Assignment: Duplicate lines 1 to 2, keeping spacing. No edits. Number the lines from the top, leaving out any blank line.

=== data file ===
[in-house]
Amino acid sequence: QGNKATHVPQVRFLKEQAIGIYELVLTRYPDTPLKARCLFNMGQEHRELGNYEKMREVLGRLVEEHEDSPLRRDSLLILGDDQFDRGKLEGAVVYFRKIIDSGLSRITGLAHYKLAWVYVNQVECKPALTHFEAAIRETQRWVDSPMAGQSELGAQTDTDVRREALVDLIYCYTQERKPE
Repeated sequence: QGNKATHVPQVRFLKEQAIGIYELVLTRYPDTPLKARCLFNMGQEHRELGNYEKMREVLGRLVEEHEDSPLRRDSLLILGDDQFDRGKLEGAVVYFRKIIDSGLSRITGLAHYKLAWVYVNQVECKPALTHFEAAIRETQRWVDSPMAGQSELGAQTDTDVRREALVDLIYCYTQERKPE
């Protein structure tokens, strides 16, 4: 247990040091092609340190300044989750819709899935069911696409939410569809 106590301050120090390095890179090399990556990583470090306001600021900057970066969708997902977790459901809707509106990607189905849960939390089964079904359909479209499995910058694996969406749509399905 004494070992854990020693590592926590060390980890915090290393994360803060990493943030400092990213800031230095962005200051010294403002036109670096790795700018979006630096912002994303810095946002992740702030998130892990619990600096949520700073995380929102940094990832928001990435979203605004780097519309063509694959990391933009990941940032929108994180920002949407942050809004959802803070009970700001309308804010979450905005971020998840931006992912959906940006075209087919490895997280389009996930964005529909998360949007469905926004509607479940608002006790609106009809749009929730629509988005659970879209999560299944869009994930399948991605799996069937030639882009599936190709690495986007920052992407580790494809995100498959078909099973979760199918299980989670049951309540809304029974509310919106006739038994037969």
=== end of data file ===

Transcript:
[in-house]
Amino acid sequence: QGNKATHVPQVRFLKEQAIGIYELVLTRYPDTPLKARCLFNMGQEHRELGNYEKMREVLGRLVEEHEDSPLRRDSLLILGDDQFDRGKLEGAVVYFRKIIDSGLSRITGLAHYKLAWVYVNQVECKPALTHFEAAIRETQRWVDSPMAGQSELGAQTDTDVRREALVDLIYCYTQERKPE